Update June, 2011: This is a pretty old post that I wrote when I first learned about distributed revision control stuff. This page keeps getting traffic though, so I should say that I've since decided to use git because of the utility of github.com and the fact that the git guys cleaned up a lot of the 'wonky' bits I wrote about below making it a no-brainer. There's more detailed pros/cons about each system out there on the web, but this isn't one of them, sorry!
I switched over to Subversion when I started developing again for the code to Mowser. I had been on a two year break from coding, so it took me a while to get up to speed in that area, but I was excited to start using SVN as my revision system as it had matured in that time to be a stable replacement to CVS. I like to move things around and rename them as I'm getting started with a project, but this used to be pretty painful. So much so that I would regularly "wait" a little while before committing my first draft into a repository so that I could get a structure that suited me - and even then only really if I needed to manage working with someone else. SVN has made that process so easy that I've never been happier developing code and checking changes in, even just for myself.
But a couple weeks ago I saw a presentation online given by Linus on his distributed version control system named 'git' and was quite shocked. He spends almost all of the talk railing against CVS, and by proxy, its successor SVN. In addition to the fact that a centralized storage system just doesn't work at all for Linus' needs because the Linux kernel developers are so distributed, he had many other philosophical and technical issues with the CVS/SVN way of revision control. One of which I immediately recognized and agreed with - the presence of .svn directories strewn throughout your code base. But more than that, the centralized aspect of those systems really does make developers work in a way that's counter-productive - for example many people don't want to "break the build" by checking in changes before they are ready, so they keep vast numbers of files outside the control system until they do one big check in. Using a peer based system seems to hold a lot of advantages.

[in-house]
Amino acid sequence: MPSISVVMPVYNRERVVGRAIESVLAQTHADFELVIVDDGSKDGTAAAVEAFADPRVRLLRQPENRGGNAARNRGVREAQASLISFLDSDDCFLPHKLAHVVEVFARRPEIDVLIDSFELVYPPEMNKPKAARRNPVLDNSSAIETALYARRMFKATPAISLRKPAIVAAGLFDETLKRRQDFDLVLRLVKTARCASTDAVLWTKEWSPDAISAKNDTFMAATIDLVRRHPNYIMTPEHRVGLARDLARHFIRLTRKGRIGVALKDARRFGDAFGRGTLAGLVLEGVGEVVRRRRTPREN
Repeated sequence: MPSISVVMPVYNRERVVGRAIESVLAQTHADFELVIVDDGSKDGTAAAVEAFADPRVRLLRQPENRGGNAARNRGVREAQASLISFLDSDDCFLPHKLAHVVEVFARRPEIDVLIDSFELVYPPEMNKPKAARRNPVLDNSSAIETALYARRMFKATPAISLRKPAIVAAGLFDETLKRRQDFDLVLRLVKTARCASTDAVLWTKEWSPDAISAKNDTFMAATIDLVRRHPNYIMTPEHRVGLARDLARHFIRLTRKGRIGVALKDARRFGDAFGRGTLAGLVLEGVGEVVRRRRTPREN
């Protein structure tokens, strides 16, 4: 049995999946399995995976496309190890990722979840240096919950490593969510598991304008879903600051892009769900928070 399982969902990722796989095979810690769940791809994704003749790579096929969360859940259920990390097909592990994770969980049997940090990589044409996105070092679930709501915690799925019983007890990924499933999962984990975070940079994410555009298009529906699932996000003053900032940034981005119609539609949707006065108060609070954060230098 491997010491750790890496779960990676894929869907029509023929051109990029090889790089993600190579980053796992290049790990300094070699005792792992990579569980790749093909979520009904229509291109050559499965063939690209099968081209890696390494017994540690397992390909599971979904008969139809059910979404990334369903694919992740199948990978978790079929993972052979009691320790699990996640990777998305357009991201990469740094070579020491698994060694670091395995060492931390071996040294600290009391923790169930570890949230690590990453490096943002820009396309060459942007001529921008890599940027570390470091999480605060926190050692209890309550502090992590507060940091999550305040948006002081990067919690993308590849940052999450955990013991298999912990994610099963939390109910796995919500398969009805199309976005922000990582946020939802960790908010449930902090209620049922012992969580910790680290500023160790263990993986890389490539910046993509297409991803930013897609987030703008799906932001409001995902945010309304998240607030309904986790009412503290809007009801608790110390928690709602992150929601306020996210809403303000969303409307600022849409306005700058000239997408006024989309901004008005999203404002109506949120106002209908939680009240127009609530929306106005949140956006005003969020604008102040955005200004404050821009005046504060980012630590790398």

So now being so enlightened, I decided to check out git and Mercurial -another big distributed system that's out there (both were created as a result of the BitKeeper debacle). Reading the documentation, there's definitely some things that I need to wrap my head around in terms of working with other people, but right off the bat I can see a lot of advantages. First, these systems are completely ad-hoc. You go into your project directory, initialize the revision system and one new directory is created in the root of your project to manage the entire tree of code. Awesomely clean. The process of starting a new project in SVN is still sort of a pain in the ass - importing, then exporting the project, etc. Right there, I'm sold on this stuff. Now I can start keeping track of any experimental code I play with right away, and not have any barriers to creating a big new project etc. Plus, my project directory structure *is* my control system, another bonus.
A little exploration turned up that Linus' git stuff is a bit wonky in a lot of ways. It's a few c programs surrounded by a slew of scripts of varying quality, and not many tools for. Mercurial, on the other hand, tackles the same problems, but is written in Python, well supported, well documented and seems to have a lot of momentum in the OSS community. Here's a video presentation of Mercurial which is good (despite not having any slides), and a free online book Distributed revision control with Mercurial. I'm learning quite a bit - Mercurial has a little integrated web server for when you want to work in a small group (say on a code sprint or a hackathon, etc.) and can also be accessed (like SVN) over SSH. And the technology itself is really great for laptops, as the repository always goes with you - no network needed. There are also other distributed systems out there as well that look good like Canonical's Bazaar, which they use to manage Ubuntu (also written in Python).
Very cool stuff, I definitely need to explore some more.